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Publication numberUS20060082259 A1
Publication typeApplication
Application numberUS 10/967,381
Publication dateApr 20, 2006
Filing dateOct 18, 2004
Priority dateOct 18, 2004
Also published asDE102005047477A1, US7176602
Publication number10967381, 967381, US 2006/0082259 A1, US 2006/082259 A1, US 20060082259 A1, US 20060082259A1, US 2006082259 A1, US 2006082259A1, US-A1-20060082259, US-A1-2006082259, US2006/0082259A1, US2006/082259A1, US20060082259 A1, US20060082259A1, US2006082259 A1, US2006082259A1
InventorsDavid Schlenke
Original AssigneeSsi Technologies, Inc.
Export CitationBiBTeX, EndNote, RefMan
External Links: USPTO, USPTO Assignment, Espacenet
Method and device for ensuring transducer bond line thickness
US 20060082259 A1
Abstract
An apparatus and method for producing a substantially uniform bond line thickness by utilizing a crosshatch, grid pattern, or spacers of like patterns in a receptacle of a transducer housing. Certain embodiments include a housing configured to retain a transducer. The housing includes an annular wall and a receptacle adjacent to the wall. The receptacle has a member configured to allow radiation to pass through it. The member has a first surface and a second surface. The spacers on the first surface are configured in a grid pattern to maintain uniform spacing and a uniform bond line thickness between the transducer and the member. The bond line is further controlled by the depth of the spacers, which are configured to maintain a generally constant bond line thickness.
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Claims(19)
1. A housing configured to retain a transducer, the housing comprising:
a wall; and
a receptacle positioned adjacent to the wall, the receptacle having a member configured to pass ultrasonic energy therethrough, the member including at least three spacers defining a uniform planar surface, the spacers configured to maintain a substantially uniform bond line between the transducer and the member.
2. The housing of claim 1, wherein the wall portion is annular.
3. The housing of claim 1 wherein each spacer is columnar.
4. The housing of claim 1 wherein each spacer is pyramidal.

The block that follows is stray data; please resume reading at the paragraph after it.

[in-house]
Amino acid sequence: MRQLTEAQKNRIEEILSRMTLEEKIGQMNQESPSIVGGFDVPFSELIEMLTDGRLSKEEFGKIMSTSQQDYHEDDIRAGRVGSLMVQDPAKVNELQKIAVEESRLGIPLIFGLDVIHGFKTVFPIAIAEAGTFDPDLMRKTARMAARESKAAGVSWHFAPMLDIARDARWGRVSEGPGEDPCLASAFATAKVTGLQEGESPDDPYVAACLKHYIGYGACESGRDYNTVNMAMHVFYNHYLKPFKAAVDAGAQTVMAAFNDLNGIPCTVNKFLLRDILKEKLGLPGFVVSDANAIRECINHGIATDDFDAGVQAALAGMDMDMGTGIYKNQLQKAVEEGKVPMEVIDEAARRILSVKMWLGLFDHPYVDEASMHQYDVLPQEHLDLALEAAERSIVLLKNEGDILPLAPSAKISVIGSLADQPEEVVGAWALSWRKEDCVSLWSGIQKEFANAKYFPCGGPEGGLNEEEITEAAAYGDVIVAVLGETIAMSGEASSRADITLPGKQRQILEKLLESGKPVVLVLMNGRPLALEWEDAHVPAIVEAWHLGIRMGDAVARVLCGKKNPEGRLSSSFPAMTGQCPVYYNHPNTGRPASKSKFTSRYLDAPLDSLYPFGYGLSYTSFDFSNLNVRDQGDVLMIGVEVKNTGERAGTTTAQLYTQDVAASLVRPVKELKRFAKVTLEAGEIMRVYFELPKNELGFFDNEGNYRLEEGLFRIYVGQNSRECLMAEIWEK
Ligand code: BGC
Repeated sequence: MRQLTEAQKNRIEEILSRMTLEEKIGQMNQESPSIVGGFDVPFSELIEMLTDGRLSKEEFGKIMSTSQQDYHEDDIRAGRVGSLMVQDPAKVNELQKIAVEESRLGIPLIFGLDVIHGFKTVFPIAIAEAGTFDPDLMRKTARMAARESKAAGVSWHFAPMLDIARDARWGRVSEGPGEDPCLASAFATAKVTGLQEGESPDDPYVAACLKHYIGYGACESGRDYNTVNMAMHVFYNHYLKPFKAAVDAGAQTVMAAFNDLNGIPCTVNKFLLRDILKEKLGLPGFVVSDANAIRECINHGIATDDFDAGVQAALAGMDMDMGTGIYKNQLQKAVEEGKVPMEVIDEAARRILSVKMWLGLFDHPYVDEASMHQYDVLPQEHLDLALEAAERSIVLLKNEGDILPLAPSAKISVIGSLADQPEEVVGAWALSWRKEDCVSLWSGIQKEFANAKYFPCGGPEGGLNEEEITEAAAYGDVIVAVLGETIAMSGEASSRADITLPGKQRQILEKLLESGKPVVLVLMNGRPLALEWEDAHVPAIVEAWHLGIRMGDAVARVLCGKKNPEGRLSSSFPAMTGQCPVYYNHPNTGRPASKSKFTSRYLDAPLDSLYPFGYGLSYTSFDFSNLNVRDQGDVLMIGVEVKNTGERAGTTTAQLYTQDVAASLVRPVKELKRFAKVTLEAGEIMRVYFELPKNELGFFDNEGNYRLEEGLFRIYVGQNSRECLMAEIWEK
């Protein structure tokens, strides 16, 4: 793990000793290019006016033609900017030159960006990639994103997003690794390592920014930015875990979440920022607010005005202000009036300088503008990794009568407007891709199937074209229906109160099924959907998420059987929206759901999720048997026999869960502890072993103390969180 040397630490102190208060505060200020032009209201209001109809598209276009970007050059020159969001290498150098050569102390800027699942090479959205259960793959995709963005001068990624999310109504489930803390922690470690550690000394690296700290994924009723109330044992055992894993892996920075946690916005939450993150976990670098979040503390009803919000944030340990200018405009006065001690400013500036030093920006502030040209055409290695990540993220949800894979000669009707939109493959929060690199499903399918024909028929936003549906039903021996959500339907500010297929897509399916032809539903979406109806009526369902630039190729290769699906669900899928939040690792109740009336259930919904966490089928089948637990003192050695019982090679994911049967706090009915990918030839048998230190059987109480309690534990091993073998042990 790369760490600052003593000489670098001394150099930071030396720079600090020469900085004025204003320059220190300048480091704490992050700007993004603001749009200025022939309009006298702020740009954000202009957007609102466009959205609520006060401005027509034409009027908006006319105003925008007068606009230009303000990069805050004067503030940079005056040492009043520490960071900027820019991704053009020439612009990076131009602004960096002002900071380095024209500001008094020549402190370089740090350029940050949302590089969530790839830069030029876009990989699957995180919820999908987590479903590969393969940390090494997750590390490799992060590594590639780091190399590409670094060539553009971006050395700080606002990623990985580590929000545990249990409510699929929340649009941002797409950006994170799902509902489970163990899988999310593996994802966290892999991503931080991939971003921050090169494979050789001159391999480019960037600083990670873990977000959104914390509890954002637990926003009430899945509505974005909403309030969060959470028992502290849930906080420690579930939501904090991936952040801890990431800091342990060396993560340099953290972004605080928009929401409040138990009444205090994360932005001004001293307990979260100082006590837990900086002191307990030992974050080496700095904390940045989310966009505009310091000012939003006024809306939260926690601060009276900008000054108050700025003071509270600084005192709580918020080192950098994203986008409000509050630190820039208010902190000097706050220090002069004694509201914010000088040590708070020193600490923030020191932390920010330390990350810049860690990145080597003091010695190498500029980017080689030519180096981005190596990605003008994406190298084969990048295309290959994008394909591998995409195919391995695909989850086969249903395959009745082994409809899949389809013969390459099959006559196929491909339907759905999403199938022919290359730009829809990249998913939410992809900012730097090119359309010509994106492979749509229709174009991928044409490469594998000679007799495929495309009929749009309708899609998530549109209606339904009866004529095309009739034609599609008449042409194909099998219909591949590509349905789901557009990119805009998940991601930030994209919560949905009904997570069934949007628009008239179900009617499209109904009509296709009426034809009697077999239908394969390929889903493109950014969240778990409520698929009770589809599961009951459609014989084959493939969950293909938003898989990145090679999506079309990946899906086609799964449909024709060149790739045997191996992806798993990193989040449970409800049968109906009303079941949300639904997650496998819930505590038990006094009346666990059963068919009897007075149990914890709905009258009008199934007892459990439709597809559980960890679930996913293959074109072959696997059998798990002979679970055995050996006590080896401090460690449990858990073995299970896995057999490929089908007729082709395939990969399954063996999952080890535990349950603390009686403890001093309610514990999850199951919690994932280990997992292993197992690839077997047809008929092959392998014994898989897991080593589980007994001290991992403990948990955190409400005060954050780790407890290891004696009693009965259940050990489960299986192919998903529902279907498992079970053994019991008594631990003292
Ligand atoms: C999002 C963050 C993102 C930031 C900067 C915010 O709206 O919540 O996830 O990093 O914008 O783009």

5. The housing of claim I wherein each spacer is dome-like.
6. The housing of claim 1 wherein a thickness of the bond line is controlled by a height of the spacers.
7. The housing of claim 1 wherein the bond line has a substantially constant thickness.
8. The housing of claim 1 wherein the member includes a grid formed on a top surface of the member, the grid including grid openings, and further wherein each spacer is positioned in one of the grid openings.
9. A housing configured to retain a transducer, the housing comprising:
a wall; and
a receptacle positioned adjacent to the wall, the receptacle having a member configured to pass ultrasonic energy therethrough, the member including a grid configured to maintain a substantially uniform bond line between the transducer and the member.
10. The housing of claim 9 wherein the grid is configured to maintain a substantially uniform spacing between the transducer and the member.
11. The housing of claim 9 wherein a thickness of the bond line is controlled by a depth of the grid.
12. A method of providing a uniform bond line in a housing for a transducer, the method comprising:
providing a spacer on a first surface of the housing wherein a first surface of the spacer defines a uniform planar surface;
pre-selecting a height of the spacer; and
disposing a predetermined amount of adhesive on the housing and the spacer wherein passage of ultrasonic energy through the housing is not adversely affected and further wherein the spacer is configured to maintain a substantially uniform bond line and spacing between a transducer and the member.
13. The method of claim 12 wherein a thickness of the bond line is controlled by the height of the spacer.
14. The method of claim 12 wherein the bond line has a substantially constant thickness.
15. The method of claim 15 wherein the spacer includes at least three columnar shaped protrusions.
16. The method of claim 12 wherein the spacer includes at least three pyramidal shaped protrusions.
17. The method of claim 12 wherein the spacer includes at least three dome-like protrusions.
18. The method of claim 12 wherein the spacer includes a grid defining grid openings for receiving the adhesive.
19. The method of claim 12 and further comprising forming a grid on the first surface of the housing, the grid including grid openings wherein the spacer is positioned in the grid openings.
Description
FIELD OF THE INVENTION

Embodiments of the invention relate to controlling bond line thickness in a transducer housing. More specifically, embodiments relate to a transducer housing configured to provide a uniform bond line thickness between the transducer and the housing.